Agrippa makes it to the big time

The New York Times reports on a new exhibit of letterpress books from the 1990s at the New York Public Library. Among the books listed is William Gibson’s legendary (to some, anyway) book-length poem, Agrippa (a Book of the Dead). This collaboration between Gibson and artist Dennis Ashbaugh, produced in an extremely limited edition, featured photosensitive prints and the text of the poem on a self-encrypting floppy enclosed with the book; the poem could be read once, in theory, and then never read again.

I remember at the time Agrippa came out, when I was in undergraduate at the University of Virginia and a habitué of Usenet, that it was fairly shortly after the publication of the book that the text of the poem was available on Usenet; in fact, it’s still on my hard drive, three Macs later. Gibson himself isn’t complaining: “there seems to be some doubt as to whether any of these curious objects were ever actually constructed. I certainly don’t have one myself. Meanwhile, though, the text escaped to cyberspace and a life of its own, which I found a pleasant enough outcome.” His official website has an official electronic text of the poem, including my favorite section of the poem, the transition between the first two stanzas:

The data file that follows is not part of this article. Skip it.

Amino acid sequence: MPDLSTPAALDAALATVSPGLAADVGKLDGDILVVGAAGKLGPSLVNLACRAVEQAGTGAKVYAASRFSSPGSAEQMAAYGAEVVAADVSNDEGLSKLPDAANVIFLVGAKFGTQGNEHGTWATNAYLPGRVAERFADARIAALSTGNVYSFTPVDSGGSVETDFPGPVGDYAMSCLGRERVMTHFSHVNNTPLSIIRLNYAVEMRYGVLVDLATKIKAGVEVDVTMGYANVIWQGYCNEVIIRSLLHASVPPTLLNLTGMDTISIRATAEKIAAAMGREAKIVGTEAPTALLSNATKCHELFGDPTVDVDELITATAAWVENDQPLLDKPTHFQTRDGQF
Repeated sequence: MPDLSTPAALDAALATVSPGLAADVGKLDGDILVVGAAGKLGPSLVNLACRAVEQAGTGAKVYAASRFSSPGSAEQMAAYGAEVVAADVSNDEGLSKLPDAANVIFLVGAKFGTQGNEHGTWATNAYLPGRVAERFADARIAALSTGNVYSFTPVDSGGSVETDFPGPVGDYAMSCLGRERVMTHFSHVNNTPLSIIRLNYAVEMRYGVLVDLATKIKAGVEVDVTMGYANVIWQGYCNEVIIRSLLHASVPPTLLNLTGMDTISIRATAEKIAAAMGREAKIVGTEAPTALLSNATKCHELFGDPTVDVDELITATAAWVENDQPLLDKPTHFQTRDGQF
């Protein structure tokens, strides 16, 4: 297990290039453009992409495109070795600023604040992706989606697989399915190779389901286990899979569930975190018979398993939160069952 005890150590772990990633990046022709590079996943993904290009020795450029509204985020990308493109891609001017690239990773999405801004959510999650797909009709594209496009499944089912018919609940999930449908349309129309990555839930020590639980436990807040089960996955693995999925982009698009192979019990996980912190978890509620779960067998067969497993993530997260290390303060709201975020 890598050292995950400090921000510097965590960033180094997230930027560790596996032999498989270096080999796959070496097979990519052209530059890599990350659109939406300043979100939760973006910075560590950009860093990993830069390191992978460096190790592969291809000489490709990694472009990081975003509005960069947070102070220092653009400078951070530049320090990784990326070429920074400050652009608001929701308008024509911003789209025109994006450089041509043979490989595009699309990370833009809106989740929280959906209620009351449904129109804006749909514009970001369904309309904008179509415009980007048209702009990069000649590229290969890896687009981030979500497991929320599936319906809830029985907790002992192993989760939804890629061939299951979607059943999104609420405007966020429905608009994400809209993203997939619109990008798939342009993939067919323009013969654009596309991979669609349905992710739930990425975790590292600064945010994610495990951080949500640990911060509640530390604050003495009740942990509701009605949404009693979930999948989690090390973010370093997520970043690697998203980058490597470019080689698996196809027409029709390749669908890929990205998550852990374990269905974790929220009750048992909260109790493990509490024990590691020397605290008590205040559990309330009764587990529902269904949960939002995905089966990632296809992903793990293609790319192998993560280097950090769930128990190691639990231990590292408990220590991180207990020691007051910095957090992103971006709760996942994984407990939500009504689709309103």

“Papa’s mill 1919”, my grandfather most regal amid a wrack of cut lumber,
might as easily be the record
of some later demolition, and
His cotton sleeves are rolled
to but not past the elbow,
striped, with a white neckband
for the attachment of a collar.
Behind him stands a cone of sawdust some thirty feet in height.
(How that feels to tumble down,
or smells when it is wet)


The mechanism: stamped black tin,
Leatherette over cardboard, bits of boxwood,
A lens
The shutter falls
Dividing that from this.